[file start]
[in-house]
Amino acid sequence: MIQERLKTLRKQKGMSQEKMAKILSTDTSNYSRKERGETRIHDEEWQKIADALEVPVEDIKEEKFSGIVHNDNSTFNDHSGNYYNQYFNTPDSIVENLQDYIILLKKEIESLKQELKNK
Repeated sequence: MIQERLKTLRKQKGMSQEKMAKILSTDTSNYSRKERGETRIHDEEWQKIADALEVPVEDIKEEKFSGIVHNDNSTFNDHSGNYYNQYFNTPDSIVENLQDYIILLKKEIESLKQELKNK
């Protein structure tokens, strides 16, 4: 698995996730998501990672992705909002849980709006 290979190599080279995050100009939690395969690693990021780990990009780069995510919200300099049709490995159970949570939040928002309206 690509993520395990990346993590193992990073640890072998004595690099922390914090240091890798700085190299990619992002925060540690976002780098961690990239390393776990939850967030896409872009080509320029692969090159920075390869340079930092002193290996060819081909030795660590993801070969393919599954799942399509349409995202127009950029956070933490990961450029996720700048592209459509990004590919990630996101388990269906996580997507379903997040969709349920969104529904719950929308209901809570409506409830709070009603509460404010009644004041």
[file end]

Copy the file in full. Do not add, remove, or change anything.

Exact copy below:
[in-house]
Amino acid sequence: MIQERLKTLRKQKGMSQEKMAKILSTDTSNYSRKERGETRIHDEEWQKIADALEVPVEDIKEEKFSGIVHNDNSTFNDHSGNYYNQYFNTPDSIVENLQDYIILLKKEIESLKQELKNK
Repeated sequence: MIQERLKTLRKQKGMSQEKMAKILSTDTSNYSRKERGETRIHDEEWQKIADALEVPVEDIKEEKFSGIVHNDNSTFNDHSGNYYNQYFNTPDSIVENLQDYIILLKKEIESLKQELKNK
């Protein structure tokens, strides 16, 4: 698995996730998501990672992705909002849980709006 290979190599080279995050100009939690395969690693990021780990990009780069995510919200300099049709490995159970949570939040928002309206 690509993520395990990346993590193992990073640890072998004595690099922390914090240091890798700085190299990619992002925060540690976002780098961690990239390393776990939850967030896409872009080509320029692969090159920075390869340079930092002193290996060819081909030795660590993801070969393919599954799942399509349409995202127009950029956070933490990961450029996720700048592209459509990004590919990630996101388990269906996580997507379903997040969709349920969104529904719950929308209901809570409506409830709070009603509460404010009644004041």